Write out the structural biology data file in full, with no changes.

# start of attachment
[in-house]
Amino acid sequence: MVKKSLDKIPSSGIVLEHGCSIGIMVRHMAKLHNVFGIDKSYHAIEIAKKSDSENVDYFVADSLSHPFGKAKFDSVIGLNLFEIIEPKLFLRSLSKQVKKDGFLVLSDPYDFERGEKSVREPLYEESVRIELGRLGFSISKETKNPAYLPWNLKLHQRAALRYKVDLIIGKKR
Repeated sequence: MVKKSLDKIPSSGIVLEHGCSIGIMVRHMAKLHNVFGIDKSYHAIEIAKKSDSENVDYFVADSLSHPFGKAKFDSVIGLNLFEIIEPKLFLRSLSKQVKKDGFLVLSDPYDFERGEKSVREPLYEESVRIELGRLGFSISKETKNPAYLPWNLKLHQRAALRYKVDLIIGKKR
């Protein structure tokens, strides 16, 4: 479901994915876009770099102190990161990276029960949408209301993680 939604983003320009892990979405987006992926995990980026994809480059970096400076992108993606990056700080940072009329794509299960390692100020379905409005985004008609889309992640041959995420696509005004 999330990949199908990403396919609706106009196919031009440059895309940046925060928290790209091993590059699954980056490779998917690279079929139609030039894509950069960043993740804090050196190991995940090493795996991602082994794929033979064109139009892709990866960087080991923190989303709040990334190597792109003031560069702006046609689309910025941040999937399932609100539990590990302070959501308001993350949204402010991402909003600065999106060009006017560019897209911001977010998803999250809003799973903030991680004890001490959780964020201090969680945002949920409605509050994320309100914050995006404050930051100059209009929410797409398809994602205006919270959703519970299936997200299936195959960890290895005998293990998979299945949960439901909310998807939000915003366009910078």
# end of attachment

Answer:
[in-house]
Amino acid sequence: MVKKSLDKIPSSGIVLEHGCSIGIMVRHMAKLHNVFGIDKSYHAIEIAKKSDSENVDYFVADSLSHPFGKAKFDSVIGLNLFEIIEPKLFLRSLSKQVKKDGFLVLSDPYDFERGEKSVREPLYEESVRIELGRLGFSISKETKNPAYLPWNLKLHQRAALRYKVDLIIGKKR
Repeated sequence: MVKKSLDKIPSSGIVLEHGCSIGIMVRHMAKLHNVFGIDKSYHAIEIAKKSDSENVDYFVADSLSHPFGKAKFDSVIGLNLFEIIEPKLFLRSLSKQVKKDGFLVLSDPYDFERGEKSVREPLYEESVRIELGRLGFSISKETKNPAYLPWNLKLHQRAALRYKVDLIIGKKR
């Protein structure tokens, strides 16, 4: 479901994915876009770099102190990161990276029960949408209301993680 939604983003320009892990979405987006992926995990980026994809480059970096400076992108993606990056700080940072009329794509299960390692100020379905409005985004008609889309992640041959995420696509005004 999330990949199908990403396919609706106009196919031009440059895309940046925060928290790209091993590059699954980056490779998917690279079929139609030039894509950069960043993740804090050196190991995940090493795996991602082994794929033979064109139009892709990866960087080991923190989303709040990334190597792109003031560069702006046609689309910025941040999937399932609100539990590990302070959501308001993350949204402010991402909003600065999106060009006017560019897209911001977010998803999250809003799973903030991680004890001490959780964020201090969680945002949920409605509050994320309100914050995006404050930051100059209009929410797409398809994602205006919270959703519970299936997200299936195959960890290895005998293990998979299945949960439901909310998807939000915003366009910078």